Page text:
The book refers back to and sits well alongside Geoffrey Moore’s Crossing the Chasm and Steve Blank’s The Four Steps to the Epiphany, both of which I picked up next.

Wednesday, November 18th, 2020

“Indie developers need protection from monopolistic and anti-competitive practices from larger players in the market through strong government regulation, not a discount on their first $1m in sales.” “Apple’s 15% Deflection Tactic” by John Luxford.

Sunday, November 15th, 2020

“How to Get Your First Customers So Your Company Doesn’t Die” by Matt Munson, a startup founder coach and investor. Some nice nuggets here, such as hiring salespeople in pairs so that you can compare them and be sure any issues are with individuals rather than the system.

Saturday, November 14th, 2020

CEO Chris Best talks Substack with Eric Johnson of Recode. Email as a reading medium, I’m not drawn to it, but maybe because I still live with spam.

Tuesday, November 10th, 2020

There’s a big difference between nothing and almost nothing, when it’s multiplied by the area under the sun.

Paul Graham, General & Surprising

Sunday, November 8th, 2020

On NPM becoming part of Microsoft, by Bryant Jimin Son. I feel stalked in my work life by Microsoft, which I strive to avoid ever since their horrible behavior re IE6. First Skype, then Atom, now NPM. Fortunately, there are alternatives.

Wednesday, October 28th, 2020

“Dubai is gulping the dividends of the peace with Israel with great thirst … there is mutual inspiration without the typical, regrettable condescension on our part.” Israeli journalist Ben Caspit spends four days in Dubai. Wawaweewa, the stuff of fondest fantasy!

Wednesday, September 30th, 2020

Some nice detail here about the business players poised to first benefit from the Abraham Accords.

The first big winner is Israel’s foremost venture capitalist and investment banker, Edouard Cukierman. Cukierman, who has the largest portfolio of Israeli biotech and technology startups through his Tel Aviv-based Catalyst Investment Fund, is also Israel’s leading mid-market M&A banker through his family’s Cukierman & Co Investment House.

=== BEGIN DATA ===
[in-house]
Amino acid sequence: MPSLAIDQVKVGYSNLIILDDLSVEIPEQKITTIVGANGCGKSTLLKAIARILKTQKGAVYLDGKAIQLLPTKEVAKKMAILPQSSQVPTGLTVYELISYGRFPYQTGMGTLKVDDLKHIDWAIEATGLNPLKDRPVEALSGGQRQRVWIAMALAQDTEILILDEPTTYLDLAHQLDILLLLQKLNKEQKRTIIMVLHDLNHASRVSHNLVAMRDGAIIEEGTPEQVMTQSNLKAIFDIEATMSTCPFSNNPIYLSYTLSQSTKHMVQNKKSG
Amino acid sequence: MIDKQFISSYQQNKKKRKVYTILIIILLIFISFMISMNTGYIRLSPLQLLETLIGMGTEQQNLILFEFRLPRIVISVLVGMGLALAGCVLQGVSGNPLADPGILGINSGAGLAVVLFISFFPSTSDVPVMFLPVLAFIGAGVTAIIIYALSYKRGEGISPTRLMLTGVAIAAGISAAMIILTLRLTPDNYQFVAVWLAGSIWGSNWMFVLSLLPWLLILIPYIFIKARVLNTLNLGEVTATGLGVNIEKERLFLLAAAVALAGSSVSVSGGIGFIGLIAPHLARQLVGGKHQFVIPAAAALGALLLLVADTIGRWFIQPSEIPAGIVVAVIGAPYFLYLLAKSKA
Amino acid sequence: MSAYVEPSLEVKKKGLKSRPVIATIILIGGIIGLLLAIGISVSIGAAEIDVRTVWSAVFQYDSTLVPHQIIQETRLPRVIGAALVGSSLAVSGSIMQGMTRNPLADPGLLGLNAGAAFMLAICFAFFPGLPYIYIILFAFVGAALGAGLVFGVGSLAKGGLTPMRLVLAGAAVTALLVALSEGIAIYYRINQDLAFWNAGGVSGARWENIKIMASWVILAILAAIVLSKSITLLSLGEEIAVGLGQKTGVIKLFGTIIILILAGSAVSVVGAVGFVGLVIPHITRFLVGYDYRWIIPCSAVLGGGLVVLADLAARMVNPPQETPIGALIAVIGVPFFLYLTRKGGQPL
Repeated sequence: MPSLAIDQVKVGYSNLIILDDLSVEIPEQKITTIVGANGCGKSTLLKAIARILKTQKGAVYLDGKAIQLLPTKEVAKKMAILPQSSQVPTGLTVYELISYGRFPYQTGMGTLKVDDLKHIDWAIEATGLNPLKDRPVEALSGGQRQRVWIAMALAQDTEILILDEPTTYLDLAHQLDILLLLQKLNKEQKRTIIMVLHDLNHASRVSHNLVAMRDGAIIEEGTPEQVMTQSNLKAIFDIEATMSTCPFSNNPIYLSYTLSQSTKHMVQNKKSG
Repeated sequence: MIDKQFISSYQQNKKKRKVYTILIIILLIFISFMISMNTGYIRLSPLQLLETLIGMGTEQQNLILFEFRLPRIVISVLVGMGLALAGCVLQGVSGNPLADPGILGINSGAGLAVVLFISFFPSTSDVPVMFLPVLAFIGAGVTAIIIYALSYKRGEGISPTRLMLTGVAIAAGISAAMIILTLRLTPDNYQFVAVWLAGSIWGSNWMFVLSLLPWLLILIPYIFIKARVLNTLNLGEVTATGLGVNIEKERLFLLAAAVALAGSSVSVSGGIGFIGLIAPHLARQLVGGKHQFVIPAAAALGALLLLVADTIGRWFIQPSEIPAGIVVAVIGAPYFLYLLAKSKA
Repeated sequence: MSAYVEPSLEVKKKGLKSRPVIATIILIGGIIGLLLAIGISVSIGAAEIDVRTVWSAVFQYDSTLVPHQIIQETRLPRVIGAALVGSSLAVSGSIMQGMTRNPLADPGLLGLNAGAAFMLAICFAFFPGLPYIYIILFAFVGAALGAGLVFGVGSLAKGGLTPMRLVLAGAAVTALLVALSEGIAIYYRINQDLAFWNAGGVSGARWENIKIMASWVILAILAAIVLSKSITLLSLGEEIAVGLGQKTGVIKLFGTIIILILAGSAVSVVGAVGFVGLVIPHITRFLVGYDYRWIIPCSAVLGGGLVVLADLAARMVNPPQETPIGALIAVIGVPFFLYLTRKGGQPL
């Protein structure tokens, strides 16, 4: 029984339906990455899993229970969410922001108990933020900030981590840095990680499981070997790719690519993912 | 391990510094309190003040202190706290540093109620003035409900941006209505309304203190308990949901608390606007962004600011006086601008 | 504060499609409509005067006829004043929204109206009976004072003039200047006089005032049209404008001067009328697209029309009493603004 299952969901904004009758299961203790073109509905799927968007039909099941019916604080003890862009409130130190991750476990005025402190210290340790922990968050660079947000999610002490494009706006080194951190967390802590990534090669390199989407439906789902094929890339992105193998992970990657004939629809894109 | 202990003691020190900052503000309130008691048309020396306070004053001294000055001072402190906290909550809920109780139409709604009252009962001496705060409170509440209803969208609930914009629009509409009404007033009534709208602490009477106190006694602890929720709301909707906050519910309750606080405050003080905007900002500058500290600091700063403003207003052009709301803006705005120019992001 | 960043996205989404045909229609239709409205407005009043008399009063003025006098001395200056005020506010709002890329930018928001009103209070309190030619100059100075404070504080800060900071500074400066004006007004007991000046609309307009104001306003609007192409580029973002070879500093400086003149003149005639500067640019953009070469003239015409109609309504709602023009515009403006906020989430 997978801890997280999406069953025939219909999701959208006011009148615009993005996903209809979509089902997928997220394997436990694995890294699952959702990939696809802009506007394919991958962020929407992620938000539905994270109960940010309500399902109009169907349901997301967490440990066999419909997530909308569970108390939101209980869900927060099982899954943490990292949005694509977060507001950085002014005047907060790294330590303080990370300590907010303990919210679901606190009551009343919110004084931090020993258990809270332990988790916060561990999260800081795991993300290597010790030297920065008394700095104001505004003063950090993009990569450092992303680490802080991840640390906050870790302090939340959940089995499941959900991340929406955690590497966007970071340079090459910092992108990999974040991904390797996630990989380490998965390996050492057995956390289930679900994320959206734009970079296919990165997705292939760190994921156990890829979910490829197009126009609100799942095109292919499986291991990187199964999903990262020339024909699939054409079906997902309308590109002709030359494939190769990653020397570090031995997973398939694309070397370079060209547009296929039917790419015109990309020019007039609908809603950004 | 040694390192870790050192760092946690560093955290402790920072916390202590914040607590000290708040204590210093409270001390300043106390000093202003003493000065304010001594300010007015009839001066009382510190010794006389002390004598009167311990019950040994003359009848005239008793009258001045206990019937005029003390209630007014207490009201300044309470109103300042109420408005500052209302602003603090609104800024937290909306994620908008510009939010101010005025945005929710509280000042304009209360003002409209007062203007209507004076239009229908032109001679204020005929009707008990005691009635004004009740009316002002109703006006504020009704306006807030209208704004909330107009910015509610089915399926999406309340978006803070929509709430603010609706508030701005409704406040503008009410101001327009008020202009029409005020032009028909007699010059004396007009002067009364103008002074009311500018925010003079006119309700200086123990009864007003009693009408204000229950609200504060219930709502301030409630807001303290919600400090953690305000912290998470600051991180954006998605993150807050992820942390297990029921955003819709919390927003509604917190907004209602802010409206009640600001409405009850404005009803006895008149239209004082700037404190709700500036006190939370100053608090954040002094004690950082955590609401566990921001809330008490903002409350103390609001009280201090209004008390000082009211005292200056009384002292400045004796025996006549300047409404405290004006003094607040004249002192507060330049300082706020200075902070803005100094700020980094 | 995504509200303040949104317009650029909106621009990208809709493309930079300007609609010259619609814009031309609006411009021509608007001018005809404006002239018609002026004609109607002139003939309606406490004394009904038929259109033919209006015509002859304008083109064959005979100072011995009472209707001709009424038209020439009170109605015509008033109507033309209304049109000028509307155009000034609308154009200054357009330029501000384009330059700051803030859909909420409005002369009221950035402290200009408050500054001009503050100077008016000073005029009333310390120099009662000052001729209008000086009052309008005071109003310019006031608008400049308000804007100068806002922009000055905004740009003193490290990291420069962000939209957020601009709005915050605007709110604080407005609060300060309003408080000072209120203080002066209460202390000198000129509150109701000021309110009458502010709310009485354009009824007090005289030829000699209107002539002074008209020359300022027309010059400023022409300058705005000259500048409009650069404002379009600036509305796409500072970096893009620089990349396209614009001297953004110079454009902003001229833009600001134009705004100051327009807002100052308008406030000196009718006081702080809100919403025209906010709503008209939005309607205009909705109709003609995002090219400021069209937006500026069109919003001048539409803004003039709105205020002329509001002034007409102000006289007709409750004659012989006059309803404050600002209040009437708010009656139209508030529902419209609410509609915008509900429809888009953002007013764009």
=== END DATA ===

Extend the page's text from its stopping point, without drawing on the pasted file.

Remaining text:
Sunday, September 20th, 2020

Obvious yes but still worth a quick read: the people likely to benefit most from Israeli-Gulf relations are Arab Israelis.

In due time, they stand to serve as excellent mediators for any further economic and tourism ties between the UAE and Israel.

Tuesday, September 1st, 2020

Israel and UAE sign their first agreement in the normalization talks: on banking and finance.

Thursday, August 20th, 2020

Thursday, July 30th, 2020

It Doesn’t Have to Be Crazy at Work

Jason Fried & David Heinemeier Hansson

♦♦♦♦

It Doesn’t Have to be Crazy at Work may be a business book but, like Peter Drucker’s best, I found it profound. We can forget that business itself is profound, the intended happy medium of most modern collective endeavor. For authors Jason Fried and David Heinemeier Hansson, founders of the Basecamp organizational management software-as-a-service, business is the expression of philosophy. They counsel practicing it humanely, moderately and deliberately.

They establish authority with a first shock, an obvious idea you’ve almost certainly not thought of yourself: that a company should be considered a product, its employees the users. In fact this is a framing analogy for the entire book; like Nietzsche’s preface to Beyond Good and Evil positing that we suppose Truth be a woman, it throws wide open our thinking on our subject.

Another shock: they advise eschewing goals: “You don’t need something fake to do something real.” How shatteringly refreshing is that! Especially since my previous book was John Doerr’s Measure What Matters, which is all about goals. I had been excited for the Doerr book, but couldn’t finish it due to the sterile-speak of the case studies, which — unwarrantedly perhaps — undercut my faith in the concept. In contrast, Fried and DHH have the clear bracing style of successful coding entrepreneurs. This helps overcome the natural worry that going goal-less means a descent into hedonic anarchy, instead what they seek is appropriateness and authenticity. That said, I wonder whether this is the idea they’re most likely to step back from in future.

A third novelty seems downright crazy: they advocate not selling licenses by the seat, but by the organization. “It doesn’t matter if you have 5 employees, 50, 500, or 5,000 — it’s still just $99/month total. You can’t pay us more than that.” They leave this money on the table as part of deliberately designing the culture of their company (see the first idea); they don’t want to be dependent on a few large customers, nor create an internal cultural schism between serving small business and enterprise.

Similarly, they decided to stop accepting checks for payment just because it was a hassle, which did lose them some customers. This however is a less controversial notion, akin to Apple removing older technologies from new products despite their still being in widespread use and absorbing the hue and cry.